As has been usual in recent history, there's a bunch of grim news for those who believe electric vehicles are the future of American transportation.
First, a study, titled "Electric Drive by '25: How California can Catalyze Mass Adoption of Electric Vehicles by 2025," sponsored by Bank of America, and co-authored by Ethan N. Elkind, a climate policy associate for UCLA School of Law's Environmental Law Center and the University of California's Berkeley School of Law, identified three problems that have slowed consumer adoption of EVs and offered three solutions.
"California represents a huge portion of new car sales -- 11 percent of overall new car sales every year, and 20 percent of hybrid vehicle sales," Elkind told me for ThomasNet.com Green & Clean. Elkind, who wrote the report with research associates and business leaders from various sectors in the electric vehicle market (carmakers, battery companies, public agency officials, electricity experts, etc.), says, "It has also taken the lead legislatively, but with this paper we tried to show a few more things that can be done to help the transition more."
As Elkind and his group see it, the three biggest obstacles to EVs becoming commonplace are:
- Lack of accurate consumer info about electric vehicles. "People aren't aware of what electric vehicles can do, and they don't go into dealerships asking about them," Elkind says. "There's also a lot of misinformation about them -- that they're not safe, not environmentally friendly."
- Initial cost driving away consumers. "We hope there will be improvements in battery research, and that could eventually bring down the cost," Elkind says. "With natural gas and solar panels, we've seen some price declines, so there will definitely be movement in this area."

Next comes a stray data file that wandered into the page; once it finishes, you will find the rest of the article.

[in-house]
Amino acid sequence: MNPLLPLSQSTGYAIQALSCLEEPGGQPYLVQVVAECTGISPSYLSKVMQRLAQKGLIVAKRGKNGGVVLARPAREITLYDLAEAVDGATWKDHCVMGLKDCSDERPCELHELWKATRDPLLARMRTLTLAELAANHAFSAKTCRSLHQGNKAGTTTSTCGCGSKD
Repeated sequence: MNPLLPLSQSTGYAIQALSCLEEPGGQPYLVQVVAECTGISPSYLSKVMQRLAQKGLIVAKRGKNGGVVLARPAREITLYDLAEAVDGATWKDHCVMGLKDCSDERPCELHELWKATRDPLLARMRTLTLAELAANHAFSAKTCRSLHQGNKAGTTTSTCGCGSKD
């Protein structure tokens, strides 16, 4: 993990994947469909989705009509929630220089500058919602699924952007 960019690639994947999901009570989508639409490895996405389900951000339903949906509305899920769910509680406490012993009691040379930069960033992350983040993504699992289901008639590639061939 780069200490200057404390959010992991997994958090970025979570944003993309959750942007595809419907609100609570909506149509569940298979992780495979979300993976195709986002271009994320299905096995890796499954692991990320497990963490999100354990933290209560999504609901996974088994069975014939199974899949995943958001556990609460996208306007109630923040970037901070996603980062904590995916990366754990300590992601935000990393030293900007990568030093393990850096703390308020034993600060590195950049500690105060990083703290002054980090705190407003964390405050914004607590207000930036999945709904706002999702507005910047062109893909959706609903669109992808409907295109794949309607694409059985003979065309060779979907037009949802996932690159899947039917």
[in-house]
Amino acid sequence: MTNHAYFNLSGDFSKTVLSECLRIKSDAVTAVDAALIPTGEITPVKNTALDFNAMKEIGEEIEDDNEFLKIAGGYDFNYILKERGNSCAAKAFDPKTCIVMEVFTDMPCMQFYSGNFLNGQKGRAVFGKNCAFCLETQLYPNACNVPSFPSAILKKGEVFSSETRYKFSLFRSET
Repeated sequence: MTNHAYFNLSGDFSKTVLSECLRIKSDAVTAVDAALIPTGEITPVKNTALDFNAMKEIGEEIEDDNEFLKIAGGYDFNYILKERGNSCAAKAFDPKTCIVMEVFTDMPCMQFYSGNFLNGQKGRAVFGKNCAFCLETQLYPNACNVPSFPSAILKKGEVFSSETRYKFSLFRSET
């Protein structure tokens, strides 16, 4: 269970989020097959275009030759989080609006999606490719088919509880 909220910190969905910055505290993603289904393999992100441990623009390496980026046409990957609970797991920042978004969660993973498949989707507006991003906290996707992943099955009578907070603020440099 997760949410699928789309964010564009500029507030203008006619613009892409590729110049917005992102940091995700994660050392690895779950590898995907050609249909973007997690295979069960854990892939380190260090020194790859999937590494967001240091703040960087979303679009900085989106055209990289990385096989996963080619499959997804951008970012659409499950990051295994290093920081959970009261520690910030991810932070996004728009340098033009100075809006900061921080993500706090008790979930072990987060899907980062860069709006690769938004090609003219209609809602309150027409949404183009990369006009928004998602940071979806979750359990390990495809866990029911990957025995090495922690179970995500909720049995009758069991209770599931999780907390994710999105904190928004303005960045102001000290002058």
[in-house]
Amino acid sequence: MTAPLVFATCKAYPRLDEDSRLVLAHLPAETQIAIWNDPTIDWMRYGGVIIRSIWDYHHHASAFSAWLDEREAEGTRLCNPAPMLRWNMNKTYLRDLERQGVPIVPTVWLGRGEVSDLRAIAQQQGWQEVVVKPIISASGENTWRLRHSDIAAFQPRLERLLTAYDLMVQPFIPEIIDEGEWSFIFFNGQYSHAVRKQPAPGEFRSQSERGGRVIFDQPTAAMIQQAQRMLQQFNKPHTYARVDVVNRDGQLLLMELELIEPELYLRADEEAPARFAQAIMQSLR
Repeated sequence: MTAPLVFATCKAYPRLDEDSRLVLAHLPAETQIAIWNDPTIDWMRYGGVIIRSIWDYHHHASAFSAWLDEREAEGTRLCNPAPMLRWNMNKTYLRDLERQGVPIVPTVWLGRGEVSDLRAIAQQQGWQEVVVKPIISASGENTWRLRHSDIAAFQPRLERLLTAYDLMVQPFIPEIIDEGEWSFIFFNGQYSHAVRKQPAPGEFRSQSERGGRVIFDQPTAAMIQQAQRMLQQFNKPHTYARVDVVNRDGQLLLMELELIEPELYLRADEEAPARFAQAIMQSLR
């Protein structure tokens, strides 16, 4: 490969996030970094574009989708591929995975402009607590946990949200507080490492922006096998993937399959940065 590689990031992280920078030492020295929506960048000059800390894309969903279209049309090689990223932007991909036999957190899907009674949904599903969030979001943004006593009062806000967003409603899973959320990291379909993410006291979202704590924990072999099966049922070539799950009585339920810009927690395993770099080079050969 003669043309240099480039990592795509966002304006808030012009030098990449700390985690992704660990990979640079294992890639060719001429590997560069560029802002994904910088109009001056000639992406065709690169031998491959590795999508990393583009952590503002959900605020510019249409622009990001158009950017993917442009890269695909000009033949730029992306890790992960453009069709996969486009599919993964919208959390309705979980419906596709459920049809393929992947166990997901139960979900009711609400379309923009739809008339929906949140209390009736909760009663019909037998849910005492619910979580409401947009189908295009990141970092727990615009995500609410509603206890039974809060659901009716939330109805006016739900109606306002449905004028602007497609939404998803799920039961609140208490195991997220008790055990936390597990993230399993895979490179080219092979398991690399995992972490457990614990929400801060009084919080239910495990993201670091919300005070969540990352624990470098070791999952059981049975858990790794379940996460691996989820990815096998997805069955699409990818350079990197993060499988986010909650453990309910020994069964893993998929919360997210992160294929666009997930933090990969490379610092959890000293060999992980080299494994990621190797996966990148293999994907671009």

- Lack of charging stations available for EV owners. "This is primarily a problem for the private sector, because private companies will mostly be installing them," Elkind says.
An electric vehicle charging station in Palo Alto, Calif., which currently leads EV purchases and number of charging stations.[/caption
To overcome these obstacles, Elkind and his group came up with three methods. First, they'd like to see California and other states conquer misinformation about EVs with more pronounced marketing strategies by using current owners to help allay concerns. Second, they would like to see California incentivize EVs more; currently the state has a program that offers $2,500 in subsidies to EV purchases. And, finally, the group believes California needs to deploy more vehicle charging infrastructure.
"That's a huge issue, because people's big concern is, "What happens if my battery runs out while driving?" Elkind says. "You need to be able to reassure people that there will be opportunities for them to recharge."
Elkind concludes that as much as he would like states such as California to take these steps, "the private sector also will play a huge role in the development of EVs on the road."
Therein lies the rub.
Forget for a minute about all the problems Chevy has had with the Volt. Consider that Toyota, the number-one seller of cars in America, announced in late September that it was scrapping plans for a new all-electric car. Toyota executives said that they had misread the market and the capabilities of battery technology to meet consumer demands.